Pretreatment with a soluble activin type IIB receptor/Fc fusion protein improves hypoxia-induced muscle dysfunction

Emidio E. Pistilli, Sasha Bogdanovich, Matias Mosqueira, Jennifer Lachey, Jasbir Seehra, Tejvir S. Khurana

Research output: Contribution to journalArticlepeer-review

18 Scopus citations


Hypoxia, or reduced oxygen, occurs in a variety of clinical and environmental situations. Hypoxic exposure is associated with decreased muscle mass and a concomitant reduction in exercise capacity, although the exact mechanisms are not completely understood. The activin type IIB receptor (ActRIIB) is a receptor for transforming growth factor-β (TGFβ) superfamily members that are involved in the negative regulation of lean tissue mass. Given that hypoxia has negative effects on muscle mass and function and that modulation of the ActRIIB has been shown to increase muscle mass, we tested the hypothesis that pharmacological targeting of the ActRIIB for 2 wk would attenuate the loss of muscle mass and function in mice after exposure to normobaric hypoxia. ActRIIB modulation was achieved using a soluble activin receptor/Fc fusion protein (sActRIIB) in mice housed in a hypoxic chamber for 1 or 2 wk. Hypoxia induced a reduction in body weight in PBS- and sActRIIB-treated mice, although sActRIIB-treated mice remained larger throughout the hypoxic exposure. The absolute forces generated by extensor digitorum longus muscles were also significantly greater in sActRIIB- than PBS-treated mice and were more resistant to eccentric contractioninduced force drop after eccentric lengthening contractions. In summary, sActRIIB pretreatment attenuated hypoxia-induced muscle dysfunction. These data suggest that targeting the ActRIIB is an effective strategy to counter hypoxia-induced muscle dysfunction and to pre-acclimatize to hypoxia in clinical or high-altitude settings.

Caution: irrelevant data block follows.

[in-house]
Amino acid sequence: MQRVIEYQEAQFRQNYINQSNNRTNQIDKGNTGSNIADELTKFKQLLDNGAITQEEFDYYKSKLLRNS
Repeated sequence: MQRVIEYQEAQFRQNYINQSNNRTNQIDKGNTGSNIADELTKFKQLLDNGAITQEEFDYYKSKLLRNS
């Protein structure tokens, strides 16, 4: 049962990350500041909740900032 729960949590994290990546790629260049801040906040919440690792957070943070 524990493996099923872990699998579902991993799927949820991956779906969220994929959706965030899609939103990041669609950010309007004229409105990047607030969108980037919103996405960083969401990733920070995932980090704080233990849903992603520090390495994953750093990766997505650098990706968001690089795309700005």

Original languageEnglish (US)
Pages (from-to)R96-R103
JournalAmerican Journal of Physiology - Regulatory Integrative and Comparative Physiology
Issue number1
StatePublished - Jan 2010
Externally publishedYes


  • Activin receptor
  • Muscle physiology
  • Muscle wasting
  • Myostatin

ASJC Scopus subject areas

  • Physiology (medical)
  • Physiology


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